There were dinner parties, movie marathons, and holiday gatherings. We roasted marshmallows over the fire pit and enjoyed plenty of late-night conversations on the screened in porch, surrounded by twinkle lights and candles. And, of course, I decorated. My style was an eclectic mix of Pottery-Barn-meets-Modern. Fresh flowers, cool photography, and unique finds from antique stores and flea markets. No, my startup is not an interior decorating service. I just really like pretty things.
Don’t get me wrong. It wasn’t all perfect. I learned that if something can break, it probably will; that a new HVAC costs over $5,000; and that tree removers charge more if you want them to take the stump (I’ll keep it, thanks). My green grass turned out to be a yard full of (insanely fast-growing) weeds; burst pipes made me cry; and I was literally thrilled to receive new toilets for my birthday (thanks, Mom and Dad). Truth be told, my home and I had a love-hate relationship. But despite the inconvenience and burden it caused me, you only buy one first house, and mine was a good one.
People ask me why. Why did I sell my house only two years after I bought it? Or better yet, why did I even buy a house when I was 25? Especially if I was the kind of person who was going to start a company? These are good questions.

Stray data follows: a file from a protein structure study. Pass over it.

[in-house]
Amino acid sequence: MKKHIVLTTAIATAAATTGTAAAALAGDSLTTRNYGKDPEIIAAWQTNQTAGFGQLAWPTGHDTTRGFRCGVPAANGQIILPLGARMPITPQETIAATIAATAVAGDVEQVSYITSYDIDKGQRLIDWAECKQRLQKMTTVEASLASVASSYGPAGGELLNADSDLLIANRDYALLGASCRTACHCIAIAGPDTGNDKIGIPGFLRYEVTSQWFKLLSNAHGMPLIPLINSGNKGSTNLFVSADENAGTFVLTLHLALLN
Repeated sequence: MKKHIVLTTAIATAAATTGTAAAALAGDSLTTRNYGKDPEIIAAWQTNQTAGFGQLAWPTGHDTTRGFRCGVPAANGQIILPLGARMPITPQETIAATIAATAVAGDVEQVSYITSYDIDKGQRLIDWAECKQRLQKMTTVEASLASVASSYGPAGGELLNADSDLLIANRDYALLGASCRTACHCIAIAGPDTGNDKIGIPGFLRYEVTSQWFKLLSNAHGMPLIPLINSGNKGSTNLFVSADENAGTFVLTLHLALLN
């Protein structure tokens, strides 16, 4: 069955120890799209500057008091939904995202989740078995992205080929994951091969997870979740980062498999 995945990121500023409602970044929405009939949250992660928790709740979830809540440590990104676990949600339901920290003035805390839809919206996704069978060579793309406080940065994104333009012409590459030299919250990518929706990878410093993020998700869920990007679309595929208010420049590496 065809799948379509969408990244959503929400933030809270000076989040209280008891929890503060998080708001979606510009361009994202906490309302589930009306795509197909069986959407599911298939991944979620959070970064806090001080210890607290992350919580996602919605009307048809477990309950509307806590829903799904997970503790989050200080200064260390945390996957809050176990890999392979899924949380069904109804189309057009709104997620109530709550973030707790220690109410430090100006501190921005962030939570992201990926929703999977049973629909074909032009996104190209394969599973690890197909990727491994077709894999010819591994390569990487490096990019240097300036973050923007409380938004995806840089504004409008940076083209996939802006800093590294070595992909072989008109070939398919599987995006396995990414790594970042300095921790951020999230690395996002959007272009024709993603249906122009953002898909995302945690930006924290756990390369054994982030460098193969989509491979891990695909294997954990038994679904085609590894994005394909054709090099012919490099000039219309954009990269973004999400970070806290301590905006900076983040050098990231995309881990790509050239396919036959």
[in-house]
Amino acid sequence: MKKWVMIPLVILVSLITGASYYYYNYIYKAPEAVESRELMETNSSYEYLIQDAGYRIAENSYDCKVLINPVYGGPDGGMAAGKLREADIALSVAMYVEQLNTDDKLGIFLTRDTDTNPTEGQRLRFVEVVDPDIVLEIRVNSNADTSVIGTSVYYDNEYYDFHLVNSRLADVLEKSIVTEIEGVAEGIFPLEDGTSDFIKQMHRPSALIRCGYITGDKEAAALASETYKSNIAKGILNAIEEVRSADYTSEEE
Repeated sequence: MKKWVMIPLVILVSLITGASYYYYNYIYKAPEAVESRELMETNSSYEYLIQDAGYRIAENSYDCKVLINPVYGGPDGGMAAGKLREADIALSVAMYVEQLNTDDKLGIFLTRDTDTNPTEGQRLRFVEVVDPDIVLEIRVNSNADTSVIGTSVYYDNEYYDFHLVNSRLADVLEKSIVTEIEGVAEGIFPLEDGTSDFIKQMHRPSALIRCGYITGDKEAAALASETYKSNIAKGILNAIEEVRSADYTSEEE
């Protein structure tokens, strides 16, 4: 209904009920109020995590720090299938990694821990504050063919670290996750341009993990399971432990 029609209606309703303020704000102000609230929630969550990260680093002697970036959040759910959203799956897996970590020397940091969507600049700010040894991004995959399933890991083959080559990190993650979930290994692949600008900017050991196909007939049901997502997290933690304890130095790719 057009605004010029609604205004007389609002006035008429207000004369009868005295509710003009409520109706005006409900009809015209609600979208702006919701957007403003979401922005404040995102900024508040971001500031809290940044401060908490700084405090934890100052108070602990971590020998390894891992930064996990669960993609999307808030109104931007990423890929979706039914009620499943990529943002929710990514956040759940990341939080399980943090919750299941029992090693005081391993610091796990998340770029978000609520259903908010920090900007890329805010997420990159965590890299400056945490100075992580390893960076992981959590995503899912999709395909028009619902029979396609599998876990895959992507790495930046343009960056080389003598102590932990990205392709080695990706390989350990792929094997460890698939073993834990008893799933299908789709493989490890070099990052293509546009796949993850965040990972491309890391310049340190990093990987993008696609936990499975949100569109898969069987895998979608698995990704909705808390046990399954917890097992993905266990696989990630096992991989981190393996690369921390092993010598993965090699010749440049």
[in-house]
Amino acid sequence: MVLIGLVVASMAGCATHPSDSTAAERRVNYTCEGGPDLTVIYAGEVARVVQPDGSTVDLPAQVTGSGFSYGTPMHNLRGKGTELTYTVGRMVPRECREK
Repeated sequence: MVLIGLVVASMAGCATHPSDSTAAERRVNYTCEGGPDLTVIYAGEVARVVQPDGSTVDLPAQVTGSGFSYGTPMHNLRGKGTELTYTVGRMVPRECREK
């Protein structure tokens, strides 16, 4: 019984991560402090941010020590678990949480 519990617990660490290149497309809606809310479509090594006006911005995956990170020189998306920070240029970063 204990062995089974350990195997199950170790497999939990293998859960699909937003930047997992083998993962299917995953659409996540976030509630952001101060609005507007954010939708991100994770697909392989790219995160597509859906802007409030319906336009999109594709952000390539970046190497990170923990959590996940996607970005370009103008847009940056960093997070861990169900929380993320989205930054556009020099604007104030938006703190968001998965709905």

To understand why I sold my house, we have to backtrack a little bit. We have to talk about the reason I decided to buy it in the first place.
I was working two jobs at the time. Corporate by day, startup by night. You know the drill. I knew that if I wanted Avelist to be a success, I needed to be working on it full-time, but I also knew that starting a company would be hard and that finances would be tight. So I came up with what I refer to as The Master Plan. It was simple. In order to leave my stable, corporate job and fund my company, I would buy a house.